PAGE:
“How did the dream of a connected world tear us apart?” the narrator asks, near the beginning. The rest of the film then ably works toward answering the question. For some viewers, The Great Hack may merely serve as a refresher course on all the in-depth reporting they’ve already consumed about Facebook and Cambridge Analaytica and the 2016 election. Congratulations to those people!

For everyone else, though, here are some of the most mind-blowing revelations that I, a bit of a dummy about data harvesting, learned from watching the film.

[Photo: courtesy of Netflix]
  • Recently, data apparently surpassed oil as the most valuable resource on earth.
  • Cambridge Analytica appealed to clients by claiming it could provide 5,000 data points on every American voter.
  • The company harvested this data from Facebook users mainly through personality quizzes based on tried-and-true psychological research, including the OCEAN score, which is comprised of five personality traits: openness, conscientiousness, extroversion, agreeableness, and neuroticism.
  • Users who took Cambridge Analytica’s quizzes weren’t the only ones who handed over their data, though. When users took the quizzes, they inadvertently allowed Cambridge Analytica to scrape data from their entire friend network.
  • The first time Cambridge Analytica, which was cofounded by Steve Bannon, met with Trump’s then-campaign manager Corey Lewandowski, it was inside the Trump Tower set of The Apprentice.
  • Cambridge Analytica worked on Ted Cruz’s campaign for 14 months, driving him to the brink of the nomination, before successfully pitching Team Trump. When the company moved on to that campaign, it took that 14 months’ worth of data with them.
  • Project Alamo, the digital arm of Trump’s campaign was, at its peak, spending $1 million a day on Facebook ads. Trump digital media director Brad Parscale claimed to have run 5.9 million visual ads on Facebook compared with Clinton’s 66,000. Parscale is Trump’s campaign manager in 2020.
  • Although Cambridge Analytica targeted all American voters on Facebook, the company was primarily interested in a group it called The Persuadables, people whose minds, according to the data, could be changed. The company micro-targeted these people, especially in swing states like Wisconsin and Pennsylvania, sometimes breaking down the state into targetable precincts. The company then made personalized creative with which they proceeded to carpet bomb Persuadables from every platform including blogs and videos, “until they saw the world the way we wanted them to see it.”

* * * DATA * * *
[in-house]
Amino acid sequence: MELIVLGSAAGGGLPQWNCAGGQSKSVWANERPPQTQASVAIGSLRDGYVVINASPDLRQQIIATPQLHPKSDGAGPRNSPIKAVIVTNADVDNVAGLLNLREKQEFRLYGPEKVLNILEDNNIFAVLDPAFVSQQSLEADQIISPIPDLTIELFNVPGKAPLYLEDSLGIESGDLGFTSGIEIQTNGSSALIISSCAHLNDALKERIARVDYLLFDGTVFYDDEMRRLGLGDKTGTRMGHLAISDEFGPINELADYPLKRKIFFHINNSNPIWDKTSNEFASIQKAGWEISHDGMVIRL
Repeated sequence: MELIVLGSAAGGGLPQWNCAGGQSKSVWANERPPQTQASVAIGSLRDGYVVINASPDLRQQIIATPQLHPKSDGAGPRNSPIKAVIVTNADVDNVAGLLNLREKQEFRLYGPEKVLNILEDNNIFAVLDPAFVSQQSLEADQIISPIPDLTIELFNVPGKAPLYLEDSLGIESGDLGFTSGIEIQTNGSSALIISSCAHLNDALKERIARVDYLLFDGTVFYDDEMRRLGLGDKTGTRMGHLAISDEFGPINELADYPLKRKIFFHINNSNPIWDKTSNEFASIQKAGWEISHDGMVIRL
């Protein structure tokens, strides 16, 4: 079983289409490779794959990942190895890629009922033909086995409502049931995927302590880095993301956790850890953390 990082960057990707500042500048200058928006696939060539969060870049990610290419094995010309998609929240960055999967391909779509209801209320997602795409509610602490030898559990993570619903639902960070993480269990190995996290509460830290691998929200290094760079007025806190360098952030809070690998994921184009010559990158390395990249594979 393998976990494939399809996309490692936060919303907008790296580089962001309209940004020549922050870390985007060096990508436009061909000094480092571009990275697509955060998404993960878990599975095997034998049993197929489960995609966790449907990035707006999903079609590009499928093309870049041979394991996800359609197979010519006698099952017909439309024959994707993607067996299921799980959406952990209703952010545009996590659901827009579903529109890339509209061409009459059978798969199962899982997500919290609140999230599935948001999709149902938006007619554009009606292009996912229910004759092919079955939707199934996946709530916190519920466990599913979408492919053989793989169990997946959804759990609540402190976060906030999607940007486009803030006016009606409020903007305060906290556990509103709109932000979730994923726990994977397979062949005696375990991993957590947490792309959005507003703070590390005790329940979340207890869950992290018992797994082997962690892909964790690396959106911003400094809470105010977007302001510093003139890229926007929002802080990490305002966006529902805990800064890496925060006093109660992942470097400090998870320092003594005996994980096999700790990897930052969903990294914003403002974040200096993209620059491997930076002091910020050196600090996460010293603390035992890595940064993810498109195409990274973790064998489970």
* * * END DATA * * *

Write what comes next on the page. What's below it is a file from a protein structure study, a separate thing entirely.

• Cambridge Analytica’s parent company SCL was performing political and military propaganda operations long before establishing Cambridge in 2012 in order to enter U.S. political elections. Most notably, perhaps, the company allegedly carried out an operation in Trinidad and Tobago convincing young voters it was fashionable to not vote, knowing it would depress one side more than the other.
  • Although Facebook eventually asked the clients it had shared user data with to delete the data, Cambridge Analytica later claimed to discover it still had “Facebook-like data” in its modeling.
  • Brittany Kaiser told parliament that the Target Audience Analysis (TAA) that Cambridge Analytica allegedly offered to the Leave.EU movement was considered a “weapons-grade communications tactic.”
  • Once all the exposure put Cambridge Analytica on the defensive, it spoke with several PR crisis firms. All of them turned the now-defunct company down.